Erector spinae plane block







KEY POINTS





  • The erector spinae plane block (ESPB) is actually used for acute and chronic thoracoabdominal pain syndromes, although its indication has been described for the treatment of pain in other locations.



  • It is advisable to use a high frequency transducer (7–12 MHz).



  • Clear identification of the transverse process is mandatory prior to infiltration or catheter insertion.



  • Injection volumes ranging from 20–40 mL of a long-lasting local anesthetic are commonly used.



  • Local anesthetic injected over the transverse process and beneath the erector spinae muscle spreads cranial and caudal to achieve multiple vertebral levels and reaches the paravertebral space.




Perspective


The ESPB was first described by Forero et al in 2017, and was initially applied in the management of thoracic neuropathic pain. Actually, there are more than 100 reports published, most of which demonstrated efficacy for acute and chronic thoracoabdominal pain syndromes.


The ESPB is an interfacial plane block whereby local anesthetic is injected within a plane beneath the erector spinae muscle, to achieve multimodal analgesia for thoracic or abdominal surgery. Its analgesic effect appears to be the result of local anesthetic diffusion into the paravertebral space, affecting both the dorsal and ventral ramus of the thoracic spinal nerves.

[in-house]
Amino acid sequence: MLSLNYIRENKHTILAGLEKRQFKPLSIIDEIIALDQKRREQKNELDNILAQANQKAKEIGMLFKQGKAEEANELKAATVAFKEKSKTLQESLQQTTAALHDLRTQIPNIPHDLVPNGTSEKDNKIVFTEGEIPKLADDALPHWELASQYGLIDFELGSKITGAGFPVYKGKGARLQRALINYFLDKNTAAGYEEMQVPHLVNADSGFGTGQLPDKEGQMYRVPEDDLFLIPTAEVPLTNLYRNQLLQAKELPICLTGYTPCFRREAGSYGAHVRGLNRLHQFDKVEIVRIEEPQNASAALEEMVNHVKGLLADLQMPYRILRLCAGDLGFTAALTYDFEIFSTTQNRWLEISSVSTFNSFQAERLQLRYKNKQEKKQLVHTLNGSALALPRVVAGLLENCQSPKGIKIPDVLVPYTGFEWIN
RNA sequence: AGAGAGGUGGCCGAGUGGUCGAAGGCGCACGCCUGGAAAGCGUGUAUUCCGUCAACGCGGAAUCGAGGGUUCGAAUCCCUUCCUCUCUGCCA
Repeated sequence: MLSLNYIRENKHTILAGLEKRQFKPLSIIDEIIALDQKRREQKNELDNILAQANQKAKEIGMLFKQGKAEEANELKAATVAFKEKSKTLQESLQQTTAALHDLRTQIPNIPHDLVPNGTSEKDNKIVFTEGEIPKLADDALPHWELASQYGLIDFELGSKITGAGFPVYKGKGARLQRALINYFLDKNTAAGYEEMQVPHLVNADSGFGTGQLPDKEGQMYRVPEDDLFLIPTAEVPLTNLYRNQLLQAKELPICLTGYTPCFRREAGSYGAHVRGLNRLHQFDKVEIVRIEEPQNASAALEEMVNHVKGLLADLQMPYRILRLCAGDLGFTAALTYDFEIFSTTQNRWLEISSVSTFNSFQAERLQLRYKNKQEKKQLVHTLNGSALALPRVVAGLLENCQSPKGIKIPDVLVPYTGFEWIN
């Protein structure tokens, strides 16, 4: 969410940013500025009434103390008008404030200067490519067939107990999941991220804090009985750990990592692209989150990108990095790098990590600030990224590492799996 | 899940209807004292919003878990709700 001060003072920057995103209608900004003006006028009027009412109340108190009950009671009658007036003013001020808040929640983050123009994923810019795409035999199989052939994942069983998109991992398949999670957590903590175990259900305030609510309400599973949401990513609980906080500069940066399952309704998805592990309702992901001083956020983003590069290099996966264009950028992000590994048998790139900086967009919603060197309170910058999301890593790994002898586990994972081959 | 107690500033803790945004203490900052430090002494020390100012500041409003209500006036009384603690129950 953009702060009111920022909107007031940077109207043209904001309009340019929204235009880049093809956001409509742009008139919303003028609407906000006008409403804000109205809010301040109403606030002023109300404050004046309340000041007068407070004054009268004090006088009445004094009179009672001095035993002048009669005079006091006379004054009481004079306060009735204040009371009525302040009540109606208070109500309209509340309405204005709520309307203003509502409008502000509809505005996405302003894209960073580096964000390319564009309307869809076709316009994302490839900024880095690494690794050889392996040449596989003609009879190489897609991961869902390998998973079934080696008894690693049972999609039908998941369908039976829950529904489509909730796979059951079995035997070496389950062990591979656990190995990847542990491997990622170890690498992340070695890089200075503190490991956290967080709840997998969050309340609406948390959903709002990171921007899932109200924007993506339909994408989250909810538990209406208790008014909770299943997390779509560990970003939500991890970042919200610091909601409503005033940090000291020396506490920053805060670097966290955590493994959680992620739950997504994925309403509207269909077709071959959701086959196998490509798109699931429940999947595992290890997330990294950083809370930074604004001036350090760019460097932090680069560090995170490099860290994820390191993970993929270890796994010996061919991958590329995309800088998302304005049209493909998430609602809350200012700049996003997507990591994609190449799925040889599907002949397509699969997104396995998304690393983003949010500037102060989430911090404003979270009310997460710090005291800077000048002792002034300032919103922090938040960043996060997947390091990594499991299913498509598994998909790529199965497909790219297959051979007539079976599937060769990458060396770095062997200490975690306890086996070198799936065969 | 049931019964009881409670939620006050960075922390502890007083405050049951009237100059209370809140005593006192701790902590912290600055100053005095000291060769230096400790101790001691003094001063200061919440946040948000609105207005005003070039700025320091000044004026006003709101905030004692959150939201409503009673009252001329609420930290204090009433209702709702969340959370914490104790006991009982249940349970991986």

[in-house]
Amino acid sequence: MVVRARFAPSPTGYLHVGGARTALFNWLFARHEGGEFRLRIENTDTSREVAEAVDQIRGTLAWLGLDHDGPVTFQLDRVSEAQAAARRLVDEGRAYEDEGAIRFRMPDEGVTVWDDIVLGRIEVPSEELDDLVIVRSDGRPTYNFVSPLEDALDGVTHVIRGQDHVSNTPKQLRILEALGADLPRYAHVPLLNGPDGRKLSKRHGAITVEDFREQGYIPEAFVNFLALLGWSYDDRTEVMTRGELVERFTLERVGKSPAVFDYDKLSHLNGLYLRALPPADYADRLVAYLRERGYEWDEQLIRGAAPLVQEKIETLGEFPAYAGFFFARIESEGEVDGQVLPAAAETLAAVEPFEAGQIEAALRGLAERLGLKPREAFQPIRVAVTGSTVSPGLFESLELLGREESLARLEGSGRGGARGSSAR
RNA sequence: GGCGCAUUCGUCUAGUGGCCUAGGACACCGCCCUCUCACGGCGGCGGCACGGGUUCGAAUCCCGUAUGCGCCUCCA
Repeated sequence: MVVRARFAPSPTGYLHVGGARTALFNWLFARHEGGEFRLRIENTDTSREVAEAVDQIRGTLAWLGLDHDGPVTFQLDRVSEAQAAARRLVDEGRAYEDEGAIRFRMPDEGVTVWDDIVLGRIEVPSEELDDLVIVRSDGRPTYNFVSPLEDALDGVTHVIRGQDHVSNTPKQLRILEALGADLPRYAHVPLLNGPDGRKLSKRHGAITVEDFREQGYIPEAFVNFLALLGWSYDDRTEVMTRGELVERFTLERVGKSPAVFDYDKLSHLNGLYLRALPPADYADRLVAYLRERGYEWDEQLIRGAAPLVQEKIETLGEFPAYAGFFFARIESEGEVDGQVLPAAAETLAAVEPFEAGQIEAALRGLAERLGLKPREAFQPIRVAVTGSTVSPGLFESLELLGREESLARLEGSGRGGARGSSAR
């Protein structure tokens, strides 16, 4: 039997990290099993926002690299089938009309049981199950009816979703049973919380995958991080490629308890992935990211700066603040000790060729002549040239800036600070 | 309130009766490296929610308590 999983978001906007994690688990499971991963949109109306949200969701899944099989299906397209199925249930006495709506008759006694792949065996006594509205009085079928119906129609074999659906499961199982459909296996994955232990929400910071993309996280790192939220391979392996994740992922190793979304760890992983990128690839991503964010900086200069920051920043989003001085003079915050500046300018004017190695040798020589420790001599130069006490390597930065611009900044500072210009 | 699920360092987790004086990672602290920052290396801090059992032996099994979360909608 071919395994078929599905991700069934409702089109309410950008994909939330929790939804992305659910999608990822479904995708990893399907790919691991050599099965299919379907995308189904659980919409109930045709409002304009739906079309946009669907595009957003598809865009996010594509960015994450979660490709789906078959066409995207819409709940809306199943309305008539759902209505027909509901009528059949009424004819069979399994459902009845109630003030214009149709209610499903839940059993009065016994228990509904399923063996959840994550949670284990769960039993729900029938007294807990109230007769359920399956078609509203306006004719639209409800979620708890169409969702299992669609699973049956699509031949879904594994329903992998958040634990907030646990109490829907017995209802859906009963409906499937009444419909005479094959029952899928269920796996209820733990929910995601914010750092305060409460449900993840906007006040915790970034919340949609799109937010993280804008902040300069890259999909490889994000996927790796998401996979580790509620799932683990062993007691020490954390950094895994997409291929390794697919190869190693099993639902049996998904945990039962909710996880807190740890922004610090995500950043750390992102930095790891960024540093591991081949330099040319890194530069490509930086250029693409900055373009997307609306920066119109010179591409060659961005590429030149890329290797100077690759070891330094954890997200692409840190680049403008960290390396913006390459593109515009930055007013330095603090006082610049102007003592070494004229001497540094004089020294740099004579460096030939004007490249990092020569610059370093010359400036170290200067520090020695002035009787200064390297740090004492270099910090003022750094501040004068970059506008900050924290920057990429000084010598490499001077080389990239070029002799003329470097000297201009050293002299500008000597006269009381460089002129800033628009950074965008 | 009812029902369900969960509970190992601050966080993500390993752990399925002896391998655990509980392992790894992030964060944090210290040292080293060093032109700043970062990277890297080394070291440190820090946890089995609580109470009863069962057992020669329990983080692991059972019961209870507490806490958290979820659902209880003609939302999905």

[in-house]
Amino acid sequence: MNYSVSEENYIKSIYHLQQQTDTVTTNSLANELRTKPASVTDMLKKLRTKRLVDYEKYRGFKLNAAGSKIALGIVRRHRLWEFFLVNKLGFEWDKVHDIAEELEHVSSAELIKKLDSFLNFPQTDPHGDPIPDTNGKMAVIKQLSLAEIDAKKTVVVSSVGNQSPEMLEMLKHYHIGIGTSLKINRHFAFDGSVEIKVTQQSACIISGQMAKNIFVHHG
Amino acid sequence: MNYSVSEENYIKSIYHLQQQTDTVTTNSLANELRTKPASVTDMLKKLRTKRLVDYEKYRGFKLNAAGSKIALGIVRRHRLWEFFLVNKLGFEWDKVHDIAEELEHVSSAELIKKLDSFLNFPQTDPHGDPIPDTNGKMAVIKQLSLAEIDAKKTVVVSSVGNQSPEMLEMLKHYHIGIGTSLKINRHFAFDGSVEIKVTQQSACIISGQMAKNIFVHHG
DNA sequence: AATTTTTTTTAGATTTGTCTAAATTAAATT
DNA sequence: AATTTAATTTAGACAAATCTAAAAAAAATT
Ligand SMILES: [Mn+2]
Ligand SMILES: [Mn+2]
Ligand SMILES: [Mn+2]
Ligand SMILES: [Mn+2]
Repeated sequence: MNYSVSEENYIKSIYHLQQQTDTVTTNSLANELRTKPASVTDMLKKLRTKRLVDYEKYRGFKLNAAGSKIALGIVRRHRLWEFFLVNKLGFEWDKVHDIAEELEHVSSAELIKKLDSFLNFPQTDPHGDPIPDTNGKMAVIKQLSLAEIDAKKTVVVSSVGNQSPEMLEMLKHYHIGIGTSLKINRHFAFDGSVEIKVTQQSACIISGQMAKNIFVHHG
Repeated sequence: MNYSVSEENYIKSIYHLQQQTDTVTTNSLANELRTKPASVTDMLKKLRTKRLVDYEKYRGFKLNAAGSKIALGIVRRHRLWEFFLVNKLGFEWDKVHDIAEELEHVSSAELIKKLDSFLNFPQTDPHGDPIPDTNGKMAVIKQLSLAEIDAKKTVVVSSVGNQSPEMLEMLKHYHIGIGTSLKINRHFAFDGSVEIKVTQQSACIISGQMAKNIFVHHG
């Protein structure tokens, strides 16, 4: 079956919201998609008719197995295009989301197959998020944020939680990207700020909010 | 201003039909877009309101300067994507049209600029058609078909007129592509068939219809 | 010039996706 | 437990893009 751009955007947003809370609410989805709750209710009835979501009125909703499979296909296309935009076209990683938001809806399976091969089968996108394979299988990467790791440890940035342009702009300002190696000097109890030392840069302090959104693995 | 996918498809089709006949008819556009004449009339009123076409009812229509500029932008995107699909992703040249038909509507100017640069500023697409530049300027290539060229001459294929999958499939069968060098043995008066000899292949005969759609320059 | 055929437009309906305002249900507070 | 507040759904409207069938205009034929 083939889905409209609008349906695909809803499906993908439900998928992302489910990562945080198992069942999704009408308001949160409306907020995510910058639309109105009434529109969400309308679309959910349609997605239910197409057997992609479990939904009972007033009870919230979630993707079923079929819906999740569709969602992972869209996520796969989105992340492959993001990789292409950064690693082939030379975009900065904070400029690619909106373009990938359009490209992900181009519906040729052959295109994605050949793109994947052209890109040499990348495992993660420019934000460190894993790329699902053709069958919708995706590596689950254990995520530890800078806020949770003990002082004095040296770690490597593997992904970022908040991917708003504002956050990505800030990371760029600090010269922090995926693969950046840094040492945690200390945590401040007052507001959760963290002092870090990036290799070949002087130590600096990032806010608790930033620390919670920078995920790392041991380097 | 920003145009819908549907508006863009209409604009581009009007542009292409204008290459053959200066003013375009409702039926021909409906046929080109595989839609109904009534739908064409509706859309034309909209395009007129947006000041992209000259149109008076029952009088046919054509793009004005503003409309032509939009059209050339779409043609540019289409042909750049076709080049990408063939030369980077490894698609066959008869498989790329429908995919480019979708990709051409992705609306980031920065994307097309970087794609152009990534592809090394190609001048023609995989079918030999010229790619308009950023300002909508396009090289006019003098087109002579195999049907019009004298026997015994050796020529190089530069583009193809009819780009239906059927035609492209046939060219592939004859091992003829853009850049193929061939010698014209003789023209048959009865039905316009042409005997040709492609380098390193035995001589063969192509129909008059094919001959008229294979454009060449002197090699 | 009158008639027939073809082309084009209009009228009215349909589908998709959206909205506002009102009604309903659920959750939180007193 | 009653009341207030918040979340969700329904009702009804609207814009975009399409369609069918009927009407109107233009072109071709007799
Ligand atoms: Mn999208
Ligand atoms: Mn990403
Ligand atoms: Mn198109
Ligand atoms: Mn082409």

Clinical results indicate that local anesthetic injected over the transverse process and beneath the erector spinae muscle spreads cranial and caudal to achieve multiple vertebral levels and reaches the paravertebral space to anesthetize dorsal and ventral ramus as well as the rami communicantes, which supply the sympathetic chain. The exact pathway by which the local anesthetic reaches the spinal nerves is still undefined. Between the erector spinae plane and paravertebral space, we can find a series of anatomical structures that conceptually are given the name of “intertransverse connective tissue complex”. This complex is a layer composed of multiple separate structures (intertransverse and costotransverse ligaments, levator costarum, rotator costarum, external intercostal muscles, and fat). As such, there may well be perforations that allow local anesthetic to diffuse through into the paravertebral space.




Indications














































Spine region Indications
High Thoracic T2 or T3 Chronic shoulder pain syndrome Postsurgical shoulder pain
Mid Thoracic T4 to T6 Rib fracture (midpoint of level of ribs fracture)
Open thoracotomy and VATS lobectomy (T5)
Rescue after TE failure for thoracic surgery (T5)
Cardiac surgery-sternotomy (T5)
Breast surgery with axillary lymph node dissections (T3)
Chronic postherpetic neuralgia (level of segment involved)
Chronic postthoracotomy pain (level of segments involved)
Metastatic ribs cancer (level of segments involved)
Low Thoracic T7 to T12 Nephrectomies (T8)
Hysterectomies (T10)
Laparoscopic ventral hernia repair with mesh (T7)
Laparotomies ( T7)
Chronic postherpetic neuralgia (level of segment involved)
Chronic abdominal pain syndrome (T7 to T10)
Chronic pelvic pain syndrome (T10)
Lumbar (L4) Vertebral surgery (midpoint of levels involved)
Postsurgical hip replacement pain management (L4)

TE, Thoracic epidural anesthesia; VATS, video assisted thoracoscopic surgery.

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Jun 15, 2021 | Posted by in ANESTHESIA | Comments Off on Erector spinae plane block
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